Three orphans are forced to enter a theater school by their grandmother, a famous actress. Unable to pay the tuition, they are given scholarships from the now-grown orphans from Ballet Shoes. Will they be able to live up to their patrons’ legacies? The children are ready to run away—until they discover their hidden talents.
Whenever I feel sick or blue, I pick up a Noel Streatfeild book. Normally I start with Ballet Shoes, then move on to something else if needed. Last week I had horrible allergies and no meds (rectified that this week), so I decided to read Theater Shoes. It worked like a charm!
Normally books set in WWII make me depressed, but for some reason if the book stars children I can get around that. Even if depressing things happen, like in Mary Downing Hahn’s WWII-setting book Stepping on the Cracks, I’m not as affected as I would be if the book had adult (or even an older teen) narrator. Not that Theater Shoes is very depressing, but sometimes it can be awful thinking of rations and fathers going missing and so on. Anyway.
I really liked the characters in this book; even the two younger ones, who, if they were real, would probably annoy me if I had to be around them for very long. And of course, I love being able to revisit the characters who last appeared in Ballet Shoes. Some of them are there in person, such as Madame, but Pauline, Petra and Posy only make cameos (though very nice ones). I also liked seeing what happened to them after Ballet Shoes ended.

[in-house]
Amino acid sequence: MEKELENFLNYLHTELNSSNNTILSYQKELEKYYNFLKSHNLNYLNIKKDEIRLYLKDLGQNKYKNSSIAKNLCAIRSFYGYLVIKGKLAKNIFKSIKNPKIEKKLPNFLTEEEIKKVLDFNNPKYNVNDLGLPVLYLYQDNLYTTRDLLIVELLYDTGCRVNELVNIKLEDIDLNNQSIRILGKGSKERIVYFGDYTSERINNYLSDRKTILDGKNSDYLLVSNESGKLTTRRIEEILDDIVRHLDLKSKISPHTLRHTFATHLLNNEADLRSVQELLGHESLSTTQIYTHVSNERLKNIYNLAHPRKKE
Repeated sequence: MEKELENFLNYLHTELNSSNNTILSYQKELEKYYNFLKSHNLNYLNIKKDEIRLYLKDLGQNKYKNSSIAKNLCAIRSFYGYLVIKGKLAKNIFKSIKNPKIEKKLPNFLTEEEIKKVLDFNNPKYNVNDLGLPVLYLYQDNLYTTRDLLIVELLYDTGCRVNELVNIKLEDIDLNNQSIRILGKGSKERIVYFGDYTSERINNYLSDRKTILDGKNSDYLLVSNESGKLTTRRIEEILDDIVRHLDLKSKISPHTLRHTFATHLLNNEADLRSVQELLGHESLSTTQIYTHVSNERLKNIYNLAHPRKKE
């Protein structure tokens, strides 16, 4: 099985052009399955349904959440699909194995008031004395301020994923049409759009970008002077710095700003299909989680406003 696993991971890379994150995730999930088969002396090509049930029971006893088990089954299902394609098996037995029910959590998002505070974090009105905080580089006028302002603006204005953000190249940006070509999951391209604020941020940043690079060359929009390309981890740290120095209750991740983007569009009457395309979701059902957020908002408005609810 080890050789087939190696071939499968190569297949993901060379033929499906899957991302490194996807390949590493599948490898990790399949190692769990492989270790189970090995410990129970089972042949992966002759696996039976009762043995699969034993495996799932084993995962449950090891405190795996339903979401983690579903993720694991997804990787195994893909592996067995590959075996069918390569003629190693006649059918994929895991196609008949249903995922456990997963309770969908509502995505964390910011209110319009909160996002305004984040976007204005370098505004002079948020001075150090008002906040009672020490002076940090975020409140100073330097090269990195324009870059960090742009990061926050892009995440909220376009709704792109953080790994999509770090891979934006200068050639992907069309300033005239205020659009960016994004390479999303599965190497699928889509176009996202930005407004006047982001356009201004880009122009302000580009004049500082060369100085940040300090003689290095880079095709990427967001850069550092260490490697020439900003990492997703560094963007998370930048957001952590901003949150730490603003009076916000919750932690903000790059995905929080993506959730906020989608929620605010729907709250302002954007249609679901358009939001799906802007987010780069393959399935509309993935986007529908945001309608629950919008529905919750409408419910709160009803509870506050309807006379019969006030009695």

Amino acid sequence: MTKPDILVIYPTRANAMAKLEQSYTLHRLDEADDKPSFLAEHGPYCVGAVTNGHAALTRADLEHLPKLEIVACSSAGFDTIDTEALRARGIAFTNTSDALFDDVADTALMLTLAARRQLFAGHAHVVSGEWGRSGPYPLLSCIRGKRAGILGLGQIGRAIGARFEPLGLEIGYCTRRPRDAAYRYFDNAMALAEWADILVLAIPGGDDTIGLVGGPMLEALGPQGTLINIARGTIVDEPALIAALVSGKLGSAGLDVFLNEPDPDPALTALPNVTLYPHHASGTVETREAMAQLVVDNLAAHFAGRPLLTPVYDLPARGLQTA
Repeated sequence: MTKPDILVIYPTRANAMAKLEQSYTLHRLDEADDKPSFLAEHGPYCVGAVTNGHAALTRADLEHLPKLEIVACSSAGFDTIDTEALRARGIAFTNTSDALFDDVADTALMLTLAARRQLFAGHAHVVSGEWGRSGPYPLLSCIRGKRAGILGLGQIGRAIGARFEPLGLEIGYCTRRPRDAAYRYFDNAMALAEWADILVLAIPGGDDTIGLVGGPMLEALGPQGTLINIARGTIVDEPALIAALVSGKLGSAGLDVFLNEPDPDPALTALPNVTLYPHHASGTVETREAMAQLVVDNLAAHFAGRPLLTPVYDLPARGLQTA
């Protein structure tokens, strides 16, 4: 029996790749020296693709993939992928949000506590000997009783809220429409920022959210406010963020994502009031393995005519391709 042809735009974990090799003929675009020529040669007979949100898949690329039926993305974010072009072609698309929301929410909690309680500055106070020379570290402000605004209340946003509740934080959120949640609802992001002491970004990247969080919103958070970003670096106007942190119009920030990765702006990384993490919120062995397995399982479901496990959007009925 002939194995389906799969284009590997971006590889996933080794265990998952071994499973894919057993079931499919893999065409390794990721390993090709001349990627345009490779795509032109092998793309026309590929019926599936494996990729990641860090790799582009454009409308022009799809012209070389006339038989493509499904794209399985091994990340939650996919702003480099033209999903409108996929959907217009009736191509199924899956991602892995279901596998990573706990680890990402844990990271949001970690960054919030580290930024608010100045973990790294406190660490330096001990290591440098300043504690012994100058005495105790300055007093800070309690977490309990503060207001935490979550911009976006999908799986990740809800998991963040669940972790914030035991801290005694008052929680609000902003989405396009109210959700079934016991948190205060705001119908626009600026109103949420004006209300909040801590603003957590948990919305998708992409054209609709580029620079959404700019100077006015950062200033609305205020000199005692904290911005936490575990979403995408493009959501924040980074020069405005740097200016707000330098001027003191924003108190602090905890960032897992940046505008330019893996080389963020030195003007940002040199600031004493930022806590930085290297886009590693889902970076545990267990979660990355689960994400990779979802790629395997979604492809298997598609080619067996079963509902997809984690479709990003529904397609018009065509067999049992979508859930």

The plot is standard Streatfeild: something awful happens to the parents (or guardian) of children, those children go someplace or do something that leads them to discover something new about themselves, the parents get fixed, and then everything’s peachy. It’s cozy and lovely and though there’s dire situations– mostly regarding money– it has a happy ending and it’s all really quite sweet. I liked, too, watching the kids find their new interests and future career paths. It’s…comforting, somehow, to know that they have a plan and that they’re working toward accomplishing it. (Even if they are fictional people with fictional plans. That sounds like it should be a song.)
For those that haven’t read Streatfeild before, or who haven’t read Ballet Shoes, you might be a little confused especially regarding the 3 P’s, but I think you could muddle through. Though you do get more fun out of it if you read Ballet Shoes first, I think.
If you already like Streatfeild, then by all means read Theater Shoes! It’s one of the better ones, and it’s sure to brighten your day. Here’s hoping more of Ms. Streatfeild’s books come back into print!
Read: February 2009
Challenges: Read Your Own Books 2009 (#12)